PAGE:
Opposition to same-sex marriage is very different from opposition to the development of the skills and minds young men need, regardless of their sexual orientation.

Finally, when local units are able to set their own membership standards, those organizations that withdrew funding -- most prominently, chapters of the United Way -- will be able to return that funding to Scouting units that embrace inclusion. Without a blanket policy of nondiscrimination, corporate or foundation giving to the Boy Scouts of America at the national level is a veritable landmine. The Boy Scouts of America should move as quickly as its members will allow in implementing a single national policy of nondiscrimination to streamline and assure these funding sources.

I have no doubt that some folks truly believe homosexuality is inconsistent with their understanding of morality and we should include their voices in the broader conversation. But those beliefs should not overrule the opinions of others. Nobody is saying that people who are against homosexuality should be excluded.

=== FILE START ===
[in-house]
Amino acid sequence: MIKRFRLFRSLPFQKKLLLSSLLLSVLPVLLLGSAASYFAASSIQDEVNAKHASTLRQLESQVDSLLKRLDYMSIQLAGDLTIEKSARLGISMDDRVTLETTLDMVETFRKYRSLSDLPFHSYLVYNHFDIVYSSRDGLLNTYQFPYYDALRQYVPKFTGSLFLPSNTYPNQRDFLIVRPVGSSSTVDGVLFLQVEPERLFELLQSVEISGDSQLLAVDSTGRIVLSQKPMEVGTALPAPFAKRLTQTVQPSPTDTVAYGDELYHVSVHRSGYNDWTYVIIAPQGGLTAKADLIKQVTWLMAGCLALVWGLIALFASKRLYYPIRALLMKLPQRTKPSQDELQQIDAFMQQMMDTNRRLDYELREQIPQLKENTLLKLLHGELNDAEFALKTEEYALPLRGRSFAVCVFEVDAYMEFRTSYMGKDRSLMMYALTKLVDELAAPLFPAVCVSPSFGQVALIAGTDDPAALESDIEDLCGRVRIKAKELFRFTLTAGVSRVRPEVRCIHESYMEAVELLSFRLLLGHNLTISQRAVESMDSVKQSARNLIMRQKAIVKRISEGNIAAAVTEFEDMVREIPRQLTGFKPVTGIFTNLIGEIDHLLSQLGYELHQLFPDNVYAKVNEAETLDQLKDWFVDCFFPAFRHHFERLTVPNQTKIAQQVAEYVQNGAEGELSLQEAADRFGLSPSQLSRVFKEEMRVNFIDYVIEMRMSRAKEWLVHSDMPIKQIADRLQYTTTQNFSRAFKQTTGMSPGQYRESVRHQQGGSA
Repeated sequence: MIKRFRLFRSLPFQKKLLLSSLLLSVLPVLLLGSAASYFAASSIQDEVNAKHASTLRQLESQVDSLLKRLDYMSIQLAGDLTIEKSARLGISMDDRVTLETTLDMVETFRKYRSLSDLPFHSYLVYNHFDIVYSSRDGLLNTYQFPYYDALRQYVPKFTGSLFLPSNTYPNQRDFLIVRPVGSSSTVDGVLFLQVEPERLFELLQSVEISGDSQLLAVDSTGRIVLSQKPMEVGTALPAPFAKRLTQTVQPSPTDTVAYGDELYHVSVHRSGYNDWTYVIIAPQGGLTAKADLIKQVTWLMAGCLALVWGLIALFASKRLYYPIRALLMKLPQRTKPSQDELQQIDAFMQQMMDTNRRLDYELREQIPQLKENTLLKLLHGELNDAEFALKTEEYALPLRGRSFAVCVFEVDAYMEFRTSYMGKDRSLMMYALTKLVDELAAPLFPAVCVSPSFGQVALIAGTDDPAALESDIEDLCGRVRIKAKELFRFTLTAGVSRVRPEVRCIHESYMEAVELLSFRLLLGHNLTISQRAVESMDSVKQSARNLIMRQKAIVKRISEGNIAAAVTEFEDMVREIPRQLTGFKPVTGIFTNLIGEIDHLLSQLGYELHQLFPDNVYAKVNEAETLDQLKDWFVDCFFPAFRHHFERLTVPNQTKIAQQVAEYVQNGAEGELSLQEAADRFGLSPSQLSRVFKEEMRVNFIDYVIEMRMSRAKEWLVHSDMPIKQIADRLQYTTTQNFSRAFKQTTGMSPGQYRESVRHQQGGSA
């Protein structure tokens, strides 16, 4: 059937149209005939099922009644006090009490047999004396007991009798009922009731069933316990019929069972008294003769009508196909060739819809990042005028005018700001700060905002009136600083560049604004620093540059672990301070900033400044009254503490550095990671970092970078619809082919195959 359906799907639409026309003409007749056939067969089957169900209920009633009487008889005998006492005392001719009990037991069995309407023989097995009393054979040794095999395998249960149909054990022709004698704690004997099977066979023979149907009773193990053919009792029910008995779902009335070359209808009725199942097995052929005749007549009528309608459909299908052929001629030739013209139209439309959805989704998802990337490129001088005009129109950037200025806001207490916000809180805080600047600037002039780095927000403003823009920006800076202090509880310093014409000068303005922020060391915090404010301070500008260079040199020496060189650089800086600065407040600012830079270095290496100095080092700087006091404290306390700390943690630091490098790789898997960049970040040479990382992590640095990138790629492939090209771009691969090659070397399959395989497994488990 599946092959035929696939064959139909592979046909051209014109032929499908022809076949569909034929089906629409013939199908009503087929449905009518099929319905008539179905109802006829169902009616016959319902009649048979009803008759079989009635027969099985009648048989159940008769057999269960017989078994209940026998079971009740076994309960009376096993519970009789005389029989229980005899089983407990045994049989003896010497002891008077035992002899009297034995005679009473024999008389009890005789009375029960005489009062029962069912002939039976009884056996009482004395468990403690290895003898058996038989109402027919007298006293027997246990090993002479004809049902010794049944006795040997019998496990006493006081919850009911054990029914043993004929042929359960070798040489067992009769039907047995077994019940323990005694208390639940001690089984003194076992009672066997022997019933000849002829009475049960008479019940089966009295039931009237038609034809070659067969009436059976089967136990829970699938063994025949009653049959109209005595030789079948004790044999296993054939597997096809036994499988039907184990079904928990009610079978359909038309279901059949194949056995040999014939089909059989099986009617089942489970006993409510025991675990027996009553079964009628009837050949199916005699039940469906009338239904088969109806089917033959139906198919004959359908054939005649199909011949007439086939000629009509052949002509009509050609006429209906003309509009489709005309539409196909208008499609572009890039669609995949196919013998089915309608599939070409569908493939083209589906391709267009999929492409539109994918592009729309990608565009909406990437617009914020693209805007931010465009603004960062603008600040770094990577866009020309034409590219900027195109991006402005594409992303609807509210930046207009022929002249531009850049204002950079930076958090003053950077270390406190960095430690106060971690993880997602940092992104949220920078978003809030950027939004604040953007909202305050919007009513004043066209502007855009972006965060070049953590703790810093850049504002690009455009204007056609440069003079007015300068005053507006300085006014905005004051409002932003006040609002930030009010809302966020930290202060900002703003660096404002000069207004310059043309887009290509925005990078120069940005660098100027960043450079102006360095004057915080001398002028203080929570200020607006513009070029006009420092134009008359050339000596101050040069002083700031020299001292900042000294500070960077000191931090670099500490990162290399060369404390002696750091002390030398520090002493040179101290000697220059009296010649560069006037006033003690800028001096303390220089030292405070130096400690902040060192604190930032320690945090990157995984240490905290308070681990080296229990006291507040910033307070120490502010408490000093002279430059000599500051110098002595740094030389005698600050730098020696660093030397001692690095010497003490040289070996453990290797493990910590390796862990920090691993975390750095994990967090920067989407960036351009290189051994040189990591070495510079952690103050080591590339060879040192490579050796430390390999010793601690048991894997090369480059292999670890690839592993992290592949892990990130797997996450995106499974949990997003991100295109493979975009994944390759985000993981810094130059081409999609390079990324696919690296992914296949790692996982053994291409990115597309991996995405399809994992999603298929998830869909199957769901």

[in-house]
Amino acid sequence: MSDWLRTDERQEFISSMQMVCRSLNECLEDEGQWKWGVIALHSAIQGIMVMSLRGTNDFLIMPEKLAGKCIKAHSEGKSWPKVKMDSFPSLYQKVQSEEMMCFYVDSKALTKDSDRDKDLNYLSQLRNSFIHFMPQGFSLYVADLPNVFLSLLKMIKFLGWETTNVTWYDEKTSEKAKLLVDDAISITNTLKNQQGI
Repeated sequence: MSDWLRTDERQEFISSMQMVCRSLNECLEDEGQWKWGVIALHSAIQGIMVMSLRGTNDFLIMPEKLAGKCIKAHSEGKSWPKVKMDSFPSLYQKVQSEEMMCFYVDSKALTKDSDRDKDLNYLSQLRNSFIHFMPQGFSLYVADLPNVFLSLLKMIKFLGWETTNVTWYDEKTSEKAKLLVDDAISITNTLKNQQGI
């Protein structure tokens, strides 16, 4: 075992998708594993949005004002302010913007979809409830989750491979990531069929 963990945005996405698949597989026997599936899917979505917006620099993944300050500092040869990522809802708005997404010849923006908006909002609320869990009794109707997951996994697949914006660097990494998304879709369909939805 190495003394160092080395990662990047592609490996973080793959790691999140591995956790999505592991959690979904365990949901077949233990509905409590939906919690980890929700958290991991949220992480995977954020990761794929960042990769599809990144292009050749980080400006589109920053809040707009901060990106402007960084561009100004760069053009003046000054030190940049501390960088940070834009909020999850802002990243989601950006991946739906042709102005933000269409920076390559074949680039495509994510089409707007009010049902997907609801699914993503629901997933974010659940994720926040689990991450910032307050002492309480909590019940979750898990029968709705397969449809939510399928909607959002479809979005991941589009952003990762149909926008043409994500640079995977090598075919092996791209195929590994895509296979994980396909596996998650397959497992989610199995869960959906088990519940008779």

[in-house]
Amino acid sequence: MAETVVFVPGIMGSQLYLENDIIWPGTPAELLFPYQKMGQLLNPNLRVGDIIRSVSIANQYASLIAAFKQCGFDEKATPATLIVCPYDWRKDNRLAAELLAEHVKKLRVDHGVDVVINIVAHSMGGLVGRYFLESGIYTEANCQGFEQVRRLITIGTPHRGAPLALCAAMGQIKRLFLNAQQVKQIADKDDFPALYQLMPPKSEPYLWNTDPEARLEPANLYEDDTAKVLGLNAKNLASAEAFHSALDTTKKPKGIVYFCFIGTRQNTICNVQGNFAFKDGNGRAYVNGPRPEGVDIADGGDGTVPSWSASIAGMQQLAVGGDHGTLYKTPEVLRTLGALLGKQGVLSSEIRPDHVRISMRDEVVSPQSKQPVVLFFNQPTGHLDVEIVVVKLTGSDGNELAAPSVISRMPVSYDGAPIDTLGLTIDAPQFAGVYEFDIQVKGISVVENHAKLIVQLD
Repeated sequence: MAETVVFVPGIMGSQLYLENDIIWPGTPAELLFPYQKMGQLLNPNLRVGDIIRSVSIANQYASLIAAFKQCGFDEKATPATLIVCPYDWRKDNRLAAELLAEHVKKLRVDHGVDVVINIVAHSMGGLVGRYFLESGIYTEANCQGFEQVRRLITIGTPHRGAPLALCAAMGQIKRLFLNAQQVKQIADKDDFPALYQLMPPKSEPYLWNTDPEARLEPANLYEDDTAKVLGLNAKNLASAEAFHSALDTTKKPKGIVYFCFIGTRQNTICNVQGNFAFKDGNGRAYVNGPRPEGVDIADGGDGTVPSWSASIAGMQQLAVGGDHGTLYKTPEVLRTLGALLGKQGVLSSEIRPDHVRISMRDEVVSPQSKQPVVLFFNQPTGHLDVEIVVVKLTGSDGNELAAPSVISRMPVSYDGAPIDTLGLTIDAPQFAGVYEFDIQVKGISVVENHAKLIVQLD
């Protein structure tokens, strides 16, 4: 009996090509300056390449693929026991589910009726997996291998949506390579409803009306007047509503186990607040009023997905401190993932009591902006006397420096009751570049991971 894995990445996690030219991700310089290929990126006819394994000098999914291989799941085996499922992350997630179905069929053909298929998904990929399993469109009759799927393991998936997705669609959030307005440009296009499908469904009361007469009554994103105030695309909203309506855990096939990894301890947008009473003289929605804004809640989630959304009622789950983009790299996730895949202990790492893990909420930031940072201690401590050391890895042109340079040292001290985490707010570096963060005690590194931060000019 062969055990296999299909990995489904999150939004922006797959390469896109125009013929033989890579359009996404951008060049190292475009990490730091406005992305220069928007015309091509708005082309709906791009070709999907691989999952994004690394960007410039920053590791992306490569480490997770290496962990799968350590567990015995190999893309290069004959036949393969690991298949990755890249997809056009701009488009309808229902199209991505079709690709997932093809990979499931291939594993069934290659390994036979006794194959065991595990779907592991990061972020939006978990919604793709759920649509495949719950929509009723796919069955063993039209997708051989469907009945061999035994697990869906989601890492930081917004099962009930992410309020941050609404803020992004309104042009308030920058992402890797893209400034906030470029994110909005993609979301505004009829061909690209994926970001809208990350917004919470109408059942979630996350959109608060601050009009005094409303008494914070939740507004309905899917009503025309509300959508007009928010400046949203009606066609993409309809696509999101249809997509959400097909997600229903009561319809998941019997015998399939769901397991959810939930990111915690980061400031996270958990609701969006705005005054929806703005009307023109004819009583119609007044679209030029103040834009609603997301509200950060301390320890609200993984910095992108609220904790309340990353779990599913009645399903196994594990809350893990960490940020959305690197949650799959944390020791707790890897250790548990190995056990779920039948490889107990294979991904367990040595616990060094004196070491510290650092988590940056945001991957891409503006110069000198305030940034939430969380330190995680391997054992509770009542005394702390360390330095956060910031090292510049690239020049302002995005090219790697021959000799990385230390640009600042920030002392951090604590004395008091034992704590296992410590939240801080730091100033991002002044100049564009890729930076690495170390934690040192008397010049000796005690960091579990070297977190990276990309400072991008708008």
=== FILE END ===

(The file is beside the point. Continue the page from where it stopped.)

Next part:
There's still much work to do. Should the Boy Scouts of America's national board adopt the proposed policy change as expected, Scouts for Equality will continue to urge local units across the nation to embrace inclusion. A house divided cannot stand. And speaking as a straight Eagle Scout, discrimination -- whether it's at the national or local level -- sends a harmful message to all young people.

It has no place in Scouting. I hope that with the end of this policy, some of those parents who had reservations about the Boy Scouts might re-enroll their sons in the program. Scouting, like the community that once hosted my former pack and may have the chance to do so again, should be a home to all.

Follow us on Twitter @CNNOpinion.

Join us on Facebook/CNNOpinion.

The opinions expressed in this commentary are solely those of Zach Wahls.

ADVERTISEMENT
Part of complete coverage on
updated 8:37 AM EDT, Tue October 28, 2014